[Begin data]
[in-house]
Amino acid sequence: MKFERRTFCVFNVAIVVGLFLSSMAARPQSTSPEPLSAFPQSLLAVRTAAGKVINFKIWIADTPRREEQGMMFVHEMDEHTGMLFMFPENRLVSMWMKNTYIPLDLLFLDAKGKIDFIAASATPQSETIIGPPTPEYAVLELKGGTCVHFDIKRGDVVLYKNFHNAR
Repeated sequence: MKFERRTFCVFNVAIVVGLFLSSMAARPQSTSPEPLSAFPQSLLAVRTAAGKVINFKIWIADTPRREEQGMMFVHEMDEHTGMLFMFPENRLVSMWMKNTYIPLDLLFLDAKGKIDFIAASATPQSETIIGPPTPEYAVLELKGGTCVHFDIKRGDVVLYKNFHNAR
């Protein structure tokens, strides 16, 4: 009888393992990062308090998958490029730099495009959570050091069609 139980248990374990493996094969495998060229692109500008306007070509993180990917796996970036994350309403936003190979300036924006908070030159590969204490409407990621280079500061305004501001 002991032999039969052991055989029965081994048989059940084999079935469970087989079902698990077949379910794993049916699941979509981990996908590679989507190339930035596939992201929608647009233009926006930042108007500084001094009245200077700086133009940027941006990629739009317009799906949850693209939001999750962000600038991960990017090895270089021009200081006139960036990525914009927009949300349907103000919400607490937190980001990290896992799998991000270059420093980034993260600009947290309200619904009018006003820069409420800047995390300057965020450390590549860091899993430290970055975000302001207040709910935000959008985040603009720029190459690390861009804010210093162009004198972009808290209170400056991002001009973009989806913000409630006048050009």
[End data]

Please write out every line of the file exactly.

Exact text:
[in-house]
Amino acid sequence: MKFERRTFCVFNVAIVVGLFLSSMAARPQSTSPEPLSAFPQSLLAVRTAAGKVINFKIWIADTPRREEQGMMFVHEMDEHTGMLFMFPENRLVSMWMKNTYIPLDLLFLDAKGKIDFIAASATPQSETIIGPPTPEYAVLELKGGTCVHFDIKRGDVVLYKNFHNAR
Repeated sequence: MKFERRTFCVFNVAIVVGLFLSSMAARPQSTSPEPLSAFPQSLLAVRTAAGKVINFKIWIADTPRREEQGMMFVHEMDEHTGMLFMFPENRLVSMWMKNTYIPLDLLFLDAKGKIDFIAASATPQSETIIGPPTPEYAVLELKGGTCVHFDIKRGDVVLYKNFHNAR
């Protein structure tokens, strides 16, 4: 009888393992990062308090998958490029730099495009959570050091069609 139980248990374990493996094969495998060229692109500008306007070509993180990917796996970036994350309403936003190979300036924006908070030159590969204490409407990621280079500061305004501001 002991032999039969052991055989029965081994048989059940084999079935469970087989079902698990077949379910794993049916699941979509981990996908590679989507190339930035596939992201929608647009233009926006930042108007500084001094009245200077700086133009940027941006990629739009317009799906949850693209939001999750962000600038991960990017090895270089021009200081006139960036990525914009927009949300349907103000919400607490937190980001990290896992799998991000270059420093980034993260600009947290309200619904009018006003820069409420800047995390300057965020450390590549860091899993430290970055975000302001207040709910935000959008985040603009720029190459690390861009804010210093162009004198972009808290209170400056991002001009973009989806913000409630006048050009």